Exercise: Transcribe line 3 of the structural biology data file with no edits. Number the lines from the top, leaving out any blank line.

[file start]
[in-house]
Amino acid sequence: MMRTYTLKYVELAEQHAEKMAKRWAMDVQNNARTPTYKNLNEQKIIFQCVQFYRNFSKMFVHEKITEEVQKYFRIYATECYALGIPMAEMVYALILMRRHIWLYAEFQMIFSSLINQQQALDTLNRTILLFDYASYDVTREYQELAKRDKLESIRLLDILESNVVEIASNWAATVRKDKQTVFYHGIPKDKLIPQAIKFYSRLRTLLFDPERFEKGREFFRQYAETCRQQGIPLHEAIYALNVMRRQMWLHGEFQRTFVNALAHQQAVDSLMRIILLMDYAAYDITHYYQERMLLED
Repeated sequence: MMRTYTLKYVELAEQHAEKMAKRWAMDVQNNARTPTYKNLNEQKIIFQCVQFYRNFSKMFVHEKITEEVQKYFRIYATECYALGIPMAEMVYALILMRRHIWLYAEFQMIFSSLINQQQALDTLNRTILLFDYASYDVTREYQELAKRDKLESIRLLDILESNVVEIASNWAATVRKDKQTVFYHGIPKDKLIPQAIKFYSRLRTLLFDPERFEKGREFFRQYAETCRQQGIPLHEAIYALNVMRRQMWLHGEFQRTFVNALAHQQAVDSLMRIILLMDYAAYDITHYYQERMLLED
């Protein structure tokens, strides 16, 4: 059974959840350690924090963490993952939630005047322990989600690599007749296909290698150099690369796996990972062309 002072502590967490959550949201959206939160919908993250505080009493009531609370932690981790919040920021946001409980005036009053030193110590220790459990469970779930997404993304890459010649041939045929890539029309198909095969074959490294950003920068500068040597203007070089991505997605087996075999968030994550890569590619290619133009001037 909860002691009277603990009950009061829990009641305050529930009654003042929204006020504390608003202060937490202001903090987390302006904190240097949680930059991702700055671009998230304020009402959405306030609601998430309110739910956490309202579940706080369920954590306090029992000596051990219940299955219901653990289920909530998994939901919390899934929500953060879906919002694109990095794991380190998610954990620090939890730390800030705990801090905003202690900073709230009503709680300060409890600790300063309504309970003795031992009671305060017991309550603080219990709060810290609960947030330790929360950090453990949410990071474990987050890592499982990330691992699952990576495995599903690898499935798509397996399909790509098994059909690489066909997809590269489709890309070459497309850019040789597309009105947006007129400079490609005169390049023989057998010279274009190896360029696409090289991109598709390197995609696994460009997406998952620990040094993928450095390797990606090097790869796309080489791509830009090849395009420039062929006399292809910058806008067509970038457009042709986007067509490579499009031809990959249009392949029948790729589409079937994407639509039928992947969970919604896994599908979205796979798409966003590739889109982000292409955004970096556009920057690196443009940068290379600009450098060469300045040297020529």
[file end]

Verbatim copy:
Repeated sequence: MMRTYTLKYVELAEQHAEKMAKRWAMDVQNNARTPTYKNLNEQKIIFQCVQFYRNFSKMFVHEKITEEVQKYFRIYATECYALGIPMAEMVYALILMRRHIWLYAEFQMIFSSLINQQQALDTLNRTILLFDYASYDVTREYQELAKRDKLESIRLLDILESNVVEIASNWAATVRKDKQTVFYHGIPKDKLIPQAIKFYSRLRTLLFDPERFEKGREFFRQYAETCRQQGIPLHEAIYALNVMRRQMWLHGEFQRTFVNALAHQQAVDSLMRIILLMDYAAYDITHYYQERMLLED